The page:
• Add the Baileys to the bowl. Mix until the Baileys is just combined, being careful not to over mix. Taste and add more powdered sugar if needed, and mix for 30 more seconds.
• Place the frosting into a piping bag and pipe onto cooled cupcakes.

 

 

Just Five: Rosemary-Parmesan Crackers

Thursday, March 6th, 2014

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You can and should make crackers at home. Homemade crackers are far better than anything you will find in the grocery aisles. They are cheap, easy to make and give you a decent upper body workout while you roll out the dough paper-thin. Without the pepper, rosemary and cheese, these crackers are your basic butter cracker, but so much better than store-bought ones. They bake up with crispy browned bubbles and only take about 30 minutes from start to eat.

Like bread, crackers are a fun blank canvas. Try adding a little lemon zest and serve with a mild cheese, or mix in minced dates or minced dried cranberries and serve with bold cheddar. You can even add finely chopped black olives to crackers and spread with a tangy goat cheese or feta.

The key to these crackers is rolling the dough as thin as possible. If you don’t, the crackers will be a bit chewy. Here’s the trick: flip the baking sheet over and roll the dough out directly onto the bottom of the sheet. This way, you won’t bang your pin or your knuckles on the rim of your baking sheet and you can bake them directly on this surface. Be sure to place a slightly damp towel under the baking sheet to keep it from sliding while you roll. Here’s the recipe, now – I can’t help myself – get crackin’!

Rosemary-Parmesan Crackers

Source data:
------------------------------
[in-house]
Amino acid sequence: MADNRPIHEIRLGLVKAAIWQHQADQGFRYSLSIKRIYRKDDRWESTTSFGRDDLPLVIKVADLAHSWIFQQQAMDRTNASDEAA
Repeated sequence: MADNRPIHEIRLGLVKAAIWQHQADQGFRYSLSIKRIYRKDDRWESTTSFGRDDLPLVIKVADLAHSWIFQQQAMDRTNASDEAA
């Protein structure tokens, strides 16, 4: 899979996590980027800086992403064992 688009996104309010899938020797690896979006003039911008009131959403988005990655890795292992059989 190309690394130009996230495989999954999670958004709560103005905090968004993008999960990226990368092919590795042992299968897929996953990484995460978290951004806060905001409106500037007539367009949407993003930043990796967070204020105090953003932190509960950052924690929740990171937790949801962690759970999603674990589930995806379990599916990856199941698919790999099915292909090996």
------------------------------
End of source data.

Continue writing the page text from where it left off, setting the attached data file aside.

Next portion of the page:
Makes 40 to 50 crackers

2 cups flour plus more for dusting
1 Tbsp. sugar, plus more to taste
1 tsp. kosher salt, plus more to taste
¼ tsp. freshly ground black pepper
3 Tbsp. chopped fresh rosemary
¼ cup grated Parmesan
2 Tbsp. butter, chilled and cut into small pieces
2/3 cup milk (not skim)

• Preheat the oven to 450 degrees.
• Add the flour, sugar, salt, pepper, rosemary and cheese to the bowl of a food processor and pulse until combined. Add the pieces of chilled butter and process about 10 seconds, until the butter is incorporated. With the food processor running, pour in the milk and blend until the dough comes together.
• Turn the dough onto a lightly floured surface and knead about 3 to 5 minutes. Shape the dough into a ball and cut in half. Flip a baking sheet and roll out one of the dough halves as thin as possible (It should be almost transparent.). Repeat with the remaining dough ball on the bottom of another baking sheet.
• Sprinkle the dough with salt and pepper to taste. Then pierce the dough all over with a fork and score it with a knife into 1½-inch squares or whatever size cracker you’d like.
• Bake on the inverted baking sheets 12 to 13 minutes, rotating the sheets halfway through the cooking time. Remove from the oven and let rest for a few minutes, then move the crackers onto a wire rack to cool completely, at least 1 hour.
• Crackers will keep up to 1 week in an airtight container.

Baked: Rum Punch Cake

Wednesday, February 26th, 2014

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My family and I recently spent a week alongside the gorgeous turquoise waters coast of Turks and Caicos, sinking our toes into sand soft as powdered sugar and clear blue skies. Throughout the trip, our nautical activities were punctuated with rum-filled drinks and rum-soaked desserts. The islands are known for Bambarra Rum (as well as salt and conch meat), and we indulged in piña coladas, rum punches and rum cakes everywhere we went.

I had never tried rum punch before, and when it was served to us on a boating excursion, I asked the crew what made it so tasty. It turns out three different rums (Talk about a punch!), orange and pineapple juices, grenadine, and a pinch of nutmeg or ginger all make an appearance in this boozy tropical cocktail.